Most people who don’t work in the lending industry have something of a benign view of co-signing a loan. There’s a tendency to think that we’re doing something nice to help a family member or a friend get a loan to buy a home or a car or something they truly need. It’s an act of generosity.
That may be our intention, but the end result and what’s actually happening are something quite a bit different.
The risks of co-signing
When you co-sign a loan for someone the happiest time is the day they get the loan. The person you’re co-signing for is happy because they’re getting a loan, and therefore the house or car they want. You’re happy because they’re happy and because you’ve done something very generous.
That’s as good as it gets.
Once the loan is in affect, the risks take over. What risks?
If the primary borrower defaults on the loan, you will be required to make good on it. The bank is relying on your guarantee of the loan as the basis for granting it. And they will collect from you if for any reason the primary borrower can’t service the loan.
When you co-sign a loan for someone, you put the person you’re signing for and yourself at risk.
Co-signing in the Bible
The Bible doesn’t declare borrowing money to be a sin, but it does give strong and repeated recommendations against it. At a minimum, debt has the capacity to take our attention and efforts away from God, which is never a healthy arrangement.
In Proverbs we read:
Do not be one who shakes hands in pledge or puts up security for debts;
if you lack the means to pay, your very bed will be snatched from under you.”—Proverbs 22:26-27
The verse doesn’t deal specifically with co-signing, but it does refer to “pledge”, which is your oath, and “puts up security”, which is exactly what co-signing a loan is—to the lender.
We’re being warned that we’d better be prepared to pay or their will be consequences, and again, that’s a real possibility when we co-sign loans.
Co-signing loans and your credit report
Here’s a point a lot of people aren’t entirely clear on: when you co-sign a loan for another person that loan will appear on your credit report. And there’s more.
Any late payments on the loan by the primary borrower will show up as late payments on your credit report as well. If the primary borrower defaults on the loan, that will also appear on your credit report. Even if you ultimately payoff the loan for the primary borrower, any derogatory information will still appear on your credit report.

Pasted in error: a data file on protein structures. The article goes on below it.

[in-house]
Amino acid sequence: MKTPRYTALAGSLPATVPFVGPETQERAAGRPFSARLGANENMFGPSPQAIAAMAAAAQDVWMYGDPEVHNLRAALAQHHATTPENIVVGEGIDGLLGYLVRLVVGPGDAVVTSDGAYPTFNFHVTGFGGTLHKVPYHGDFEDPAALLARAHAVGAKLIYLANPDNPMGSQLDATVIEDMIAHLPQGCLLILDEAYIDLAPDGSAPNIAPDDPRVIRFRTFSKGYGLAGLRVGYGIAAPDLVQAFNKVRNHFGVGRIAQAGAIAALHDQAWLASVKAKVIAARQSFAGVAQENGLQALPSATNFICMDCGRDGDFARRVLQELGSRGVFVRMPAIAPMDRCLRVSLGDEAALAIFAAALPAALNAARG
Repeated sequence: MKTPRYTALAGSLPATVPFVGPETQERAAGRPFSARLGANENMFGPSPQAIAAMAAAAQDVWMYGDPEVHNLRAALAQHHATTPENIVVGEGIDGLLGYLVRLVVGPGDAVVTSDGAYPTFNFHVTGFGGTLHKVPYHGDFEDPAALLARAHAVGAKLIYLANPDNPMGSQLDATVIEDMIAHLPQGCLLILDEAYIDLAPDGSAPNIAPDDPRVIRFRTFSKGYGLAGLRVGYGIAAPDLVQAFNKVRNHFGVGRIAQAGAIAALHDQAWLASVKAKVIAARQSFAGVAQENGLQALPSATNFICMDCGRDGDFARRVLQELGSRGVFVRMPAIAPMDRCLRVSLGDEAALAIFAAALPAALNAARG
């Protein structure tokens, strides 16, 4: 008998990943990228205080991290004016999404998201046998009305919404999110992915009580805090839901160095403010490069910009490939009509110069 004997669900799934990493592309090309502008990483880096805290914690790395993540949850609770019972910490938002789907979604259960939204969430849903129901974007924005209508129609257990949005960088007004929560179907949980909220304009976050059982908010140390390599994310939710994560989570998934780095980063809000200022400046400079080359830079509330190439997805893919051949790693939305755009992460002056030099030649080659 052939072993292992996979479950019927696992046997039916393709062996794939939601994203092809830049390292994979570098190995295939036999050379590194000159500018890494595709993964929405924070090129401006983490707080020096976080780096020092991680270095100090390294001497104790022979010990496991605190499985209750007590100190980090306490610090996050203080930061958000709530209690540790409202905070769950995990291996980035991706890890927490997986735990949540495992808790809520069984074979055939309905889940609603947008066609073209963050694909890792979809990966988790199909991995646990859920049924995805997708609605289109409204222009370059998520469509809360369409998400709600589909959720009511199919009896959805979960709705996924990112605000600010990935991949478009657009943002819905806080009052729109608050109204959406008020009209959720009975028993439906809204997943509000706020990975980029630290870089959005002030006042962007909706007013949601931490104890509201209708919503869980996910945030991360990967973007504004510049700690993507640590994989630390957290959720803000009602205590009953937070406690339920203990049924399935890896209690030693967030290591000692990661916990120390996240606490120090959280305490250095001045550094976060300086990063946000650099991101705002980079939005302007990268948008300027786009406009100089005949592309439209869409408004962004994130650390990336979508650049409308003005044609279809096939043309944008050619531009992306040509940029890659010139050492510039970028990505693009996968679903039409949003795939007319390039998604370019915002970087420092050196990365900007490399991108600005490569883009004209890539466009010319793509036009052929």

Yes, the loan was primarily the responsibility of the primary borrower, and yes, the primary borrower was the one who made the late payments—not you—but the loan is still in your name and anything that goes wrong on it will appear on your credit report.
As much we might see and believe that co-signing a loan for a family member or close friend is a casual arrangement, the lending universe sees it in a much different light. It’s a formal arrangement in which not only are you enabling a loved one to get a loan, but you’re also pledging to make good on that loan if the loved one doesn’t.
A better way to help a friend or family member
If you think about what’s happening when you co-sign a loan for someone, what you’re really doing is helping them get into debt. Is that really what you want to do? You’re also getting yourself potentially deeper in debt and that’s something that should never be taken lightly.
If you need to co-sign a loan for someone it’s primarily because they can’t qualify out of their own resources. That’s a strong indication that they may be over-extended.
Yes, they may need help, but maybe co-signing a loan isn’t the best course of action for either them or for you.
Instead offer the following:
- Recommend that they buy something less expensive, something they can buy without a loan, like a less expensive car
- Recommend that they wait until they can buy what they want with cash, and by doing this you will be giving them your counsel that debt is something to be avoided
- Recommend that they wait to buy what it is that they want until they can get the loan on their own—at that point the risk to both you and them will be much less
- Offer to lend them money directly—if you don’t feel comfortable doing that then you shouldn’t co-sign a loan for them for all the same reasons!
One of the best forms of advice we can give our loved ones it to steer them away from debt. That will be better with them, better with us, and better with God.
Have you ever co-signed a loan and wished you hadn’t?